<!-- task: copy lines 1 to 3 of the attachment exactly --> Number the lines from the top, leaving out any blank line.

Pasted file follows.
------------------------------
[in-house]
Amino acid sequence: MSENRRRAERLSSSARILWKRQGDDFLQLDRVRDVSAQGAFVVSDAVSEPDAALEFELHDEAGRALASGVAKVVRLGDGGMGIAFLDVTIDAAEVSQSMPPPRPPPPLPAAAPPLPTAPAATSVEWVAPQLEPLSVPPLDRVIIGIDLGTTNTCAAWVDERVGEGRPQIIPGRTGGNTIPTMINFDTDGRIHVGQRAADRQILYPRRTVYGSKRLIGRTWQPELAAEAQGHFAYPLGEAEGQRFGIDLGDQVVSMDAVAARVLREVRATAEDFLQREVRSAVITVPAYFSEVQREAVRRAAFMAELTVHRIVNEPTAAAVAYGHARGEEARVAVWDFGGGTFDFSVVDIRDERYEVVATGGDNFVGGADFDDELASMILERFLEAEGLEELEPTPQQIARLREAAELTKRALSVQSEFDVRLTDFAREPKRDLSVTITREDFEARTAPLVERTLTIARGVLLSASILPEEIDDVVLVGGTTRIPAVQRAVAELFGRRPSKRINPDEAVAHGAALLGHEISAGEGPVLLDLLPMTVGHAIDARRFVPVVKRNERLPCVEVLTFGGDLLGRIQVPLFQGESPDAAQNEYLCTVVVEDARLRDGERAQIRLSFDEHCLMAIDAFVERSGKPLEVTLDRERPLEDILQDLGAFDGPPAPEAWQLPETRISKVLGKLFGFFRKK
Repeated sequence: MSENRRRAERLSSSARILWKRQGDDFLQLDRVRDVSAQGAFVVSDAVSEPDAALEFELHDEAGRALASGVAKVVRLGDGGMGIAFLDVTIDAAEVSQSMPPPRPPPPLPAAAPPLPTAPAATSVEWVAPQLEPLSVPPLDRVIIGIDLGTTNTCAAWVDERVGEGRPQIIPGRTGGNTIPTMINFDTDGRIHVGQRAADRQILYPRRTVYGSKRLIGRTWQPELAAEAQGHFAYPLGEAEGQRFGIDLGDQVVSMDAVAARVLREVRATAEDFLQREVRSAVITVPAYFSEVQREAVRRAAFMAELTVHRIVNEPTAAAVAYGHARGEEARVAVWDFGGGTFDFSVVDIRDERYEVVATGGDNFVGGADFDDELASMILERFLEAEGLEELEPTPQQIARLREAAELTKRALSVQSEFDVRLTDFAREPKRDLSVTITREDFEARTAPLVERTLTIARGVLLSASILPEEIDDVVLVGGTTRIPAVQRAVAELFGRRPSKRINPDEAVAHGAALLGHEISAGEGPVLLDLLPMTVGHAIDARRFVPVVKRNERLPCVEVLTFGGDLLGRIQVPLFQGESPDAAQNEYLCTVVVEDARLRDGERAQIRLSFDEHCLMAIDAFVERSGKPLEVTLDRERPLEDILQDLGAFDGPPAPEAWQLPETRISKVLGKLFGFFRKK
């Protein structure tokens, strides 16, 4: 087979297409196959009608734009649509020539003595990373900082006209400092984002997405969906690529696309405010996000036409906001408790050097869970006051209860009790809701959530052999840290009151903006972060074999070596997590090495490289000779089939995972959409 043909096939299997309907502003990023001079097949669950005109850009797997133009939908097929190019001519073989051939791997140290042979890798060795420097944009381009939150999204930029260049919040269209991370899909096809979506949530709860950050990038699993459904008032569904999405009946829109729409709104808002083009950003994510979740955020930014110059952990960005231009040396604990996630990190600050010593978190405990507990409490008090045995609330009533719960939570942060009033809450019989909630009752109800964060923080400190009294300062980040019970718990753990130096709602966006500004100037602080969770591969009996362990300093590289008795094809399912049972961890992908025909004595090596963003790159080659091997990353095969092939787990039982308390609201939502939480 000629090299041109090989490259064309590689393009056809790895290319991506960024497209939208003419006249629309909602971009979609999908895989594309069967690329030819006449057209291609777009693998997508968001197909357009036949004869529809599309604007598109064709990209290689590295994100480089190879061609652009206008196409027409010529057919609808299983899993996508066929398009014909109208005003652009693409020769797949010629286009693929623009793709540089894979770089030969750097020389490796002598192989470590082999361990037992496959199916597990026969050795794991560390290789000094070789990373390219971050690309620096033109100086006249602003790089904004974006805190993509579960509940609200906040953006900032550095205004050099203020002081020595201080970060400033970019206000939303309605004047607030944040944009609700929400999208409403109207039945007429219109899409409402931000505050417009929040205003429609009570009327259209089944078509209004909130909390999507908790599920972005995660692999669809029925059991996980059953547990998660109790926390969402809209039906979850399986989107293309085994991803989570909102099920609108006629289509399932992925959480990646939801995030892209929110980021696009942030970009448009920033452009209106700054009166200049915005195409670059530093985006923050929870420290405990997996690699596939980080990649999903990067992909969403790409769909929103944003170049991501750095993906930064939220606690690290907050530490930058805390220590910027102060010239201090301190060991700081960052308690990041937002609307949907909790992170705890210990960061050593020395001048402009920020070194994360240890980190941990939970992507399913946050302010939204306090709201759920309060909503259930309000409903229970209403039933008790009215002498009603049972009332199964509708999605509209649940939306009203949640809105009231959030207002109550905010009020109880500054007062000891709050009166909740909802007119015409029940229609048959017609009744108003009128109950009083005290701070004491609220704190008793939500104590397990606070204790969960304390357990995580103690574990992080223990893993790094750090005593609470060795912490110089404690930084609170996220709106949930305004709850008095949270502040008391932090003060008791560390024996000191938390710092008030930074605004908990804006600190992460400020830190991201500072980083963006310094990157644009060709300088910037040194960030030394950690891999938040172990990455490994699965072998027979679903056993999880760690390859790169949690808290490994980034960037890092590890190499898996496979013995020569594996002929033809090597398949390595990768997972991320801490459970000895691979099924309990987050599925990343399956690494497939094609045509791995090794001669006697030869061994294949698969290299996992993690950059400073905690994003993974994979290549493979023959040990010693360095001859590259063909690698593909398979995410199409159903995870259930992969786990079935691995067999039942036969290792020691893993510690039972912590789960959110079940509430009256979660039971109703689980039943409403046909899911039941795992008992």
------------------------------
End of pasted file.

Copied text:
[in-house]
Amino acid sequence: MSENRRRAERLSSSARILWKRQGDDFLQLDRVRDVSAQGAFVVSDAVSEPDAALEFELHDEAGRALASGVAKVVRLGDGGMGIAFLDVTIDAAEVSQSMPPPRPPPPLPAAAPPLPTAPAATSVEWVAPQLEPLSVPPLDRVIIGIDLGTTNTCAAWVDERVGEGRPQIIPGRTGGNTIPTMINFDTDGRIHVGQRAADRQILYPRRTVYGSKRLIGRTWQPELAAEAQGHFAYPLGEAEGQRFGIDLGDQVVSMDAVAARVLREVRATAEDFLQREVRSAVITVPAYFSEVQREAVRRAAFMAELTVHRIVNEPTAAAVAYGHARGEEARVAVWDFGGGTFDFSVVDIRDERYEVVATGGDNFVGGADFDDELASMILERFLEAEGLEELEPTPQQIARLREAAELTKRALSVQSEFDVRLTDFAREPKRDLSVTITREDFEARTAPLVERTLTIARGVLLSASILPEEIDDVVLVGGTTRIPAVQRAVAELFGRRPSKRINPDEAVAHGAALLGHEISAGEGPVLLDLLPMTVGHAIDARRFVPVVKRNERLPCVEVLTFGGDLLGRIQVPLFQGESPDAAQNEYLCTVVVEDARLRDGERAQIRLSFDEHCLMAIDAFVERSGKPLEVTLDRERPLEDILQDLGAFDGPPAPEAWQLPETRISKVLGKLFGFFRKK
Repeated sequence: MSENRRRAERLSSSARILWKRQGDDFLQLDRVRDVSAQGAFVVSDAVSEPDAALEFELHDEAGRALASGVAKVVRLGDGGMGIAFLDVTIDAAEVSQSMPPPRPPPPLPAAAPPLPTAPAATSVEWVAPQLEPLSVPPLDRVIIGIDLGTTNTCAAWVDERVGEGRPQIIPGRTGGNTIPTMINFDTDGRIHVGQRAADRQILYPRRTVYGSKRLIGRTWQPELAAEAQGHFAYPLGEAEGQRFGIDLGDQVVSMDAVAARVLREVRATAEDFLQREVRSAVITVPAYFSEVQREAVRRAAFMAELTVHRIVNEPTAAAVAYGHARGEEARVAVWDFGGGTFDFSVVDIRDERYEVVATGGDNFVGGADFDDELASMILERFLEAEGLEELEPTPQQIARLREAAELTKRALSVQSEFDVRLTDFAREPKRDLSVTITREDFEARTAPLVERTLTIARGVLLSASILPEEIDDVVLVGGTTRIPAVQRAVAELFGRRPSKRINPDEAVAHGAALLGHEISAGEGPVLLDLLPMTVGHAIDARRFVPVVKRNERLPCVEVLTFGGDLLGRIQVPLFQGESPDAAQNEYLCTVVVEDARLRDGERAQIRLSFDEHCLMAIDAFVERSGKPLEVTLDRERPLEDILQDLGAFDGPPAPEAWQLPETRISKVLGKLFGFFRKK